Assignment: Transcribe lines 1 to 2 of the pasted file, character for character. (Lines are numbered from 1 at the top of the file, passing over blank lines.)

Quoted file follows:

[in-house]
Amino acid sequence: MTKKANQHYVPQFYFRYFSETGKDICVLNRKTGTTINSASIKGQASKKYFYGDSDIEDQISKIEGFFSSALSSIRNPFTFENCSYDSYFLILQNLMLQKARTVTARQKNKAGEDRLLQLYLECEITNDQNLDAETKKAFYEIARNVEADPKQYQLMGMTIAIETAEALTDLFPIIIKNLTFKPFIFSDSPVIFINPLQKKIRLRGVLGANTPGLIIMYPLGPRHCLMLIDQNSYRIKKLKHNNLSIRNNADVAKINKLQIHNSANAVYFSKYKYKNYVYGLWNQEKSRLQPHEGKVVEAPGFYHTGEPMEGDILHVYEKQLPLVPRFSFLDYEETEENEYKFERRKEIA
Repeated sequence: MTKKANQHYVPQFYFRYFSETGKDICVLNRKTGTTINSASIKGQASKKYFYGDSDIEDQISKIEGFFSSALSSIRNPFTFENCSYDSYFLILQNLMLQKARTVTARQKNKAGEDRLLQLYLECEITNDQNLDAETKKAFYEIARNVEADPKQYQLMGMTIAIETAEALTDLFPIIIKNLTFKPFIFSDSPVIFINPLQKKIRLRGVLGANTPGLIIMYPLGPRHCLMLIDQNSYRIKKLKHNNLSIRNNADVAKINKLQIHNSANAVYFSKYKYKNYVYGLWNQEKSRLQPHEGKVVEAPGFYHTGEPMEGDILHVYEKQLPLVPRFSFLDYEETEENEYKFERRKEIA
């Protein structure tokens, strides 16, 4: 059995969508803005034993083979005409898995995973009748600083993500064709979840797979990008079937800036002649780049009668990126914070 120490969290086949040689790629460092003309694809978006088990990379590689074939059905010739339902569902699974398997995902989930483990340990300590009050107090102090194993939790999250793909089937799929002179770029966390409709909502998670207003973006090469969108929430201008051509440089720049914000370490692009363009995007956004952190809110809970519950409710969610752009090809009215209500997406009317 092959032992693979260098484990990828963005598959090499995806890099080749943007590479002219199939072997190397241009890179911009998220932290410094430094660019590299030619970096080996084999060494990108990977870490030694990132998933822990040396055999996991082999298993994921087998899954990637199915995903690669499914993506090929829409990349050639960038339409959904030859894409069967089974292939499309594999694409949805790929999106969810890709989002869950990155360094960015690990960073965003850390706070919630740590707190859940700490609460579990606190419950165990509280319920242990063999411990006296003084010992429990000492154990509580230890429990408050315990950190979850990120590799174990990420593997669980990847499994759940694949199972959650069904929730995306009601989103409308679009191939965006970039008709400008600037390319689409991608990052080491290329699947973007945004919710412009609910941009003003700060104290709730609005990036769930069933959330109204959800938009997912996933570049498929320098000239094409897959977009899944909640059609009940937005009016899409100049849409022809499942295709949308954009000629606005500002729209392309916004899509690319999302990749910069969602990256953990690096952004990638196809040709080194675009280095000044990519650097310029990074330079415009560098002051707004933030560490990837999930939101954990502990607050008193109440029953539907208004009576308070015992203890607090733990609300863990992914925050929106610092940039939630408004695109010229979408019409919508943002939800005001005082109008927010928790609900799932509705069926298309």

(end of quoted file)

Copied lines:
[in-house]
Amino acid sequence: MTKKANQHYVPQFYFRYFSETGKDICVLNRKTGTTINSASIKGQASKKYFYGDSDIEDQISKIEGFFSSALSSIRNPFTFENCSYDSYFLILQNLMLQKARTVTARQKNKAGEDRLLQLYLECEITNDQNLDAETKKAFYEIARNVEADPKQYQLMGMTIAIETAEALTDLFPIIIKNLTFKPFIFSDSPVIFINPLQKKIRLRGVLGANTPGLIIMYPLGPRHCLMLIDQNSYRIKKLKHNNLSIRNNADVAKINKLQIHNSANAVYFSKYKYKNYVYGLWNQEKSRLQPHEGKVVEAPGFYHTGEPMEGDILHVYEKQLPLVPRFSFLDYEETEENEYKFERRKEIA